Duchamp – Nude Descending a Staircase (No. 2) – *

 

Manguin – La Naïade, Cavalière*

 

From the catalogue The Armory Show at 100:


Part of the reason that the Armory Show has evoked enduring interest is its seeming centrality in transforming the American art world. Analysts have pointed to its profound effect in making modernism acceptable and in breaking the near monopoly that the established National Academy of Design had in setting aesthetic standards. As a number of contributors to this book indicate in their essays, the story is more complicated. Nonetheless, one hundred years after the doors closed on the exhibition, it remains a landmark event in American art history.

 

It also remains a landmark event in American intellectual and cultural life regardless of its impact on painting and sculpture. For nearly a century, historians and cultural critics have connected the Armory Show to a decades-long effort to remake American thought and culture. . . . (113)

 

People at that time certainly believed that more was at stake than notions of beauty, aesthetic technique, and proper subject matter—which was one reason that both criticism and praise for the show envisioned it as a harbinger of dramatic social and cultural transformation.

. . .

Although the show’s anti-bourgeois, rebellious spirit garnered the most attention, the roots of the cultural and intellectual challenge underlying it ran deeper. What set the tone for the disparate initiatives in the early twentieth century was an increasing dismissal of a central building block of the dominant American cultural formation of the nineteenth century: the assumption of unity. . . . (114, D. H. Borus, “The Armory Show and the Transformation of American Culture.”)

 

One of the founding myths of modern American art is that the Armory Show’s impact was most strongly felt via Cubist formalism and its drive to abstraction—a notion that does not hold up under a close analysis of the reception and historical impact of the Armory Show. Rather, it is based on an incomplete understanding of the complex circumstances informing the works that Americans saw there. In fact, the proper conclusion to be drawn from the most innovative works that contributed to the show’s success (even if de scandale) is that the 1913 exhibition established the “triumph” of Cubo-Futurism, born of a dialogue between Parisian and Italian painters in the avant-garde crucible that Paris represented at the time. Despite its rapid international propagation, the momentum of Cubo-Futurism would crash to a halt against the reality of Worlds War I. Its Futurist component implied an embrace of technological progress, which itself was then called into question by the conflagration that destroyed half of Europe, with technology being used against the very humanity it was met to serve. . . . Duchamp and Picabia, the most brilliant of the prewar Cubo-Futurists, would themselves fall prey to the nihilism inspired by the moral disaster that the conflict produced. (200, D. Ottinger, “Off to See the Armory Show.”)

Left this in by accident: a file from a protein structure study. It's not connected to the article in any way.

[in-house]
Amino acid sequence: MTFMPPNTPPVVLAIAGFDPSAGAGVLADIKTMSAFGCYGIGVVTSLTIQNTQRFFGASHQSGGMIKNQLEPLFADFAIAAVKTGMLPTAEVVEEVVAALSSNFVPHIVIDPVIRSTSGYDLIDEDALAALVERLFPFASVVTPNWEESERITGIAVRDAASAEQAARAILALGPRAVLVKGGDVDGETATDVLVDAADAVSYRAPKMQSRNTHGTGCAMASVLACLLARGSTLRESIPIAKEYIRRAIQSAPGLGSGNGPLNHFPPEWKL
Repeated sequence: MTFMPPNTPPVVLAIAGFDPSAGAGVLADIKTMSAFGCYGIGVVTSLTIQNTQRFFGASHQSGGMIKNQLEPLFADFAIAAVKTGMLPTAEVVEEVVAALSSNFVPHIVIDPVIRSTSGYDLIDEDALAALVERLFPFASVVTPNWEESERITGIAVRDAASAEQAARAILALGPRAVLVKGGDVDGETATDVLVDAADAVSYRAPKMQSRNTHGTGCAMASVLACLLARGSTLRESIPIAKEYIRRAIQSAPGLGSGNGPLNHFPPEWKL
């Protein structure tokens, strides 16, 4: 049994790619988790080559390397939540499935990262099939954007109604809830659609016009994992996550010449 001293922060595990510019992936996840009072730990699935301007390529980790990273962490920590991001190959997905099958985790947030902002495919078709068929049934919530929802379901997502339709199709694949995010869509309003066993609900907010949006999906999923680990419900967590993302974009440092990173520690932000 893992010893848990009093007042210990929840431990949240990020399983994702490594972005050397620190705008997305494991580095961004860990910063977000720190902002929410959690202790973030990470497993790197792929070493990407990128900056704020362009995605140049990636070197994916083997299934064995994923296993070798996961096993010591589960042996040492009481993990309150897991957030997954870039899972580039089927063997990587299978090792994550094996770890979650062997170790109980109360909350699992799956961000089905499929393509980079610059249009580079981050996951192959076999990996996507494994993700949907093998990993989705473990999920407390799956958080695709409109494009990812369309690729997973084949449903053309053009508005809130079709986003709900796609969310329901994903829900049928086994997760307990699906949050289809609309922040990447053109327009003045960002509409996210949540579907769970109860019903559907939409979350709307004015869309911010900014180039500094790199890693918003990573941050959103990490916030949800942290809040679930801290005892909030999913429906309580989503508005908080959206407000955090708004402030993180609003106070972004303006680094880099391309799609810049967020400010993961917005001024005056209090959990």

Early twentieth-century, modern works—many I found salutary*—are exhibited at Neue Galerie near the Met.